By the end of January next year, if you happen to be in the vicinity of the Houses of Parliament in London, a familiar face will look down at you. He will have a traditional khadi shawl wrapped across his chest, a dhoti, a pair of sandals and a walking stick. This bronze statue of Mahatma Gandhi is set to be the latest addition to the Parliament Square.
British figurative sculptor Philip Jackson has the task cut out for him. In less than six months, Jackson has to design the look and create a larger-than-life bronze sculpture of the global icon of peace and non-violence. “It is a short time frame but I am up for the challenge,” says Jackson, “I know of Gandhi and the cause he stood for. But for this project, I will have to research on him. It is just like writing a book and I will have to look at all aspects of his life.” Jackson, in his 50s, was awarded the Commander of the Royal Victorian Order in the Queen’s Birthday Honours List in 2009 and has several international sculptures to his name.
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He is known for designing a statue of the Queen Mother in 2009 and creating the look of the RAF Bomber Command Memorial in Green Park, London, in June 2012.
The latest project, the Gandhi statue, was announced by former British Foreign Secretary William Hague during last week’s talks with India’s Minister of External Affairs Sushma Swaraj. Gandhi will be sharing space with 10 other public figures and former Heads of State in the coveted greens outside Parliament, which include Nelson Mandela, Sir Winston Churchill, Abraham Lincoln and former British PM David Lloyd George. An advisory panel headed by UK’s Culture Secretary Sajid Javid will be looking into this project.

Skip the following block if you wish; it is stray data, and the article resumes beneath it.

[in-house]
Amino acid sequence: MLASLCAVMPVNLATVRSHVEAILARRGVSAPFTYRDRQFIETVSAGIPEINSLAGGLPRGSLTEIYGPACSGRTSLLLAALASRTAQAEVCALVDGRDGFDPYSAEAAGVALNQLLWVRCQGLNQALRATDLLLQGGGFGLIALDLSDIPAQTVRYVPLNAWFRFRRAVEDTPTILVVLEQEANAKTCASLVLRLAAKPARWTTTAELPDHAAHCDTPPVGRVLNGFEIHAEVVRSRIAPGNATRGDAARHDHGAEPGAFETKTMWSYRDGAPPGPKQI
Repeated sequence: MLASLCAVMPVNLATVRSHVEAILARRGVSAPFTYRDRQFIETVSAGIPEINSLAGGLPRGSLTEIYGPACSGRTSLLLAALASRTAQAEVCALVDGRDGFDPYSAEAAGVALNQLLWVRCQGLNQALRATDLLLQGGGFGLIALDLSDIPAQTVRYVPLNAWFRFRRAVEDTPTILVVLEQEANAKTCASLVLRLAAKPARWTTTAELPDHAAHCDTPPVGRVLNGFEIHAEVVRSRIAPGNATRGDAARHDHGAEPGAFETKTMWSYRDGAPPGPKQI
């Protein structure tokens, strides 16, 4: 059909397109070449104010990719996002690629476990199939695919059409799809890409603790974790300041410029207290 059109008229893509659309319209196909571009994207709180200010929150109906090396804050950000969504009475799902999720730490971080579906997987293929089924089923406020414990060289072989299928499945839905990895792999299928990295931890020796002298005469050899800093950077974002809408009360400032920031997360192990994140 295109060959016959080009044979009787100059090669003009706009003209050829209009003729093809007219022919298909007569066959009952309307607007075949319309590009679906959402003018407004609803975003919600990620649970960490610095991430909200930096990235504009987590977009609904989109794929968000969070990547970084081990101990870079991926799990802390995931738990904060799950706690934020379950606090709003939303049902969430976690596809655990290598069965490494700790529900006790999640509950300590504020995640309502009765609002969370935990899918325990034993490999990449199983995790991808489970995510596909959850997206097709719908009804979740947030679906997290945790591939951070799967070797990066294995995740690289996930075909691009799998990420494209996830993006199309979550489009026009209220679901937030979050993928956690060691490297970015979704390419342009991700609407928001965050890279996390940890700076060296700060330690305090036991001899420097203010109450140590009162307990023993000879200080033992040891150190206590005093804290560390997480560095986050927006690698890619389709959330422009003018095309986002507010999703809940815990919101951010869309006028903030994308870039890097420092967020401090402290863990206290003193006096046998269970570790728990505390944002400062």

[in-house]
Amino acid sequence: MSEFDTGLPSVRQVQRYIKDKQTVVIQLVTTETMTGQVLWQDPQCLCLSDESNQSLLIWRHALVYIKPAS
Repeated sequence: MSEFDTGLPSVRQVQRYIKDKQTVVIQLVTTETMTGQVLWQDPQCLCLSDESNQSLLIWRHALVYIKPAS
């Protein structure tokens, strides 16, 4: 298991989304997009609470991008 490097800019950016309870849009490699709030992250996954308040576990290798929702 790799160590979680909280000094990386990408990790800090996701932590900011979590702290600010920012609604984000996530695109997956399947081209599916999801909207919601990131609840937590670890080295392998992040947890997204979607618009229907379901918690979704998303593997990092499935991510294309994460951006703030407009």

At the moment, Jackson is busy trawling through photographs of Gandhi from his visit to London in 1931, when the leader arrived for the second Round Table Conference. “There are images of him standing outside 10 Downing Street but I would not want to copy a photograph as it were. The statue will be a reasonably recognisable portrait of the man. Since it will be in the public domain, it needs to be in a certain way,” says Jackson, over the phone from his studio in Sussex.
Jackson has seen the Richard Attenborough movie Gandhi (1982) as part of his research, is talking to people who knew Gandhi and grabbing hold of other video footage of the leader. The statue will stand nine feet-high and will be set on a stone plith, he says. Though the design of the statue and the final position in the park, is yet to be finalised, Jackson needs to prepare a maquette (small scale model) of the sculpture before he makes a clay model in his studio, which will be cast in bronze. Meanwhile, he is also completing a memorial structure for the Korean War to be erected in Embankment, London.
Jackson’s portfolio of projects range from exhibiting in art galleries to completing public assignments such as these. “I enjoy doing both. When you put a sculpture in the public domain, you are marking a person’s contribution in history and so the audience is reminded of that person differently. At a gallery, people are looking at a sculpture for pleasing qualities,” says Jackson, whose style of sculptures relies heavily on the body language of subjects, which accentuate the drama in
“The Gandhi sculpture will be funded by charitable donations and sponsors. Further details about the cost will be announced in due course,” says a spokesperson from the Department for Culture, Media and Sport. The statue will be erected on January 30, 2015, to mark 100 years of Gandhi’s return to India from South Africa.